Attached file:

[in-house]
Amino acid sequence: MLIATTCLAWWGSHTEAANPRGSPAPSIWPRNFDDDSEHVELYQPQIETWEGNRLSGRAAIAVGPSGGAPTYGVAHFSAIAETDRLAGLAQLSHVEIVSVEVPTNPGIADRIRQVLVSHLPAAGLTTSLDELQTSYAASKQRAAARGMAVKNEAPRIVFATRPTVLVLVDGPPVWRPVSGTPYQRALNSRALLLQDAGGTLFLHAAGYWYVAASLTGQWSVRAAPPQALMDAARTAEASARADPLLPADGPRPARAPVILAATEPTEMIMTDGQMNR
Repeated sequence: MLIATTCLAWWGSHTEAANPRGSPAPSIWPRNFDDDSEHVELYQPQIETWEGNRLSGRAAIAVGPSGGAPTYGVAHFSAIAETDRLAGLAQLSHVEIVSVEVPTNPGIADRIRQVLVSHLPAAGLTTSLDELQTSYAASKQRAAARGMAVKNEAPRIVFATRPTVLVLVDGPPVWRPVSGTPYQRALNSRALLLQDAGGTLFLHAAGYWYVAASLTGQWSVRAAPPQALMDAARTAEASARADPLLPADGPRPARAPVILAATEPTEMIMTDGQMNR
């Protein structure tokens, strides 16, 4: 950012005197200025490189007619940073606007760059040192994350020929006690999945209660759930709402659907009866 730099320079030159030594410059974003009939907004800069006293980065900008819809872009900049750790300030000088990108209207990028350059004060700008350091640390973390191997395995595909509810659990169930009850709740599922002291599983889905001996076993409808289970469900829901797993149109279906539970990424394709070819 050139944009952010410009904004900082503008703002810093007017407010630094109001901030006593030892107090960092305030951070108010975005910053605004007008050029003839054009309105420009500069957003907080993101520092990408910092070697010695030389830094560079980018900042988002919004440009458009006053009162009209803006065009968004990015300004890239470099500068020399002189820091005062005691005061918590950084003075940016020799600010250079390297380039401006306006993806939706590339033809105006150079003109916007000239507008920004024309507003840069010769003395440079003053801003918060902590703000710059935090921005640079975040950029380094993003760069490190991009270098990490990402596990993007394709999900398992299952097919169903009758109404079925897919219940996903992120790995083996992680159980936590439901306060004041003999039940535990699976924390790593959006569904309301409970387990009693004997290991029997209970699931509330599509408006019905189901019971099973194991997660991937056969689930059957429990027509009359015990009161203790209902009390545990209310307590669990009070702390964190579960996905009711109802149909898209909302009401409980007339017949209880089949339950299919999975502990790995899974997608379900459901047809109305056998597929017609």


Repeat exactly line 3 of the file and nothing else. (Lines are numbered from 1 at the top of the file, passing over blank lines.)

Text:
Repeated sequence: MLIATTCLAWWGSHTEAANPRGSPAPSIWPRNFDDDSEHVELYQPQIETWEGNRLSGRAAIAVGPSGGAPTYGVAHFSAIAETDRLAGLAQLSHVEIVSVEVPTNPGIADRIRQVLVSHLPAAGLTTSLDELQTSYAASKQRAAARGMAVKNEAPRIVFATRPTVLVLVDGPPVWRPVSGTPYQRALNSRALLLQDAGGTLFLHAAGYWYVAASLTGQWSVRAAPPQALMDAARTAEASARADPLLPADGPRPARAPVILAATEPTEMIMTDGQMNR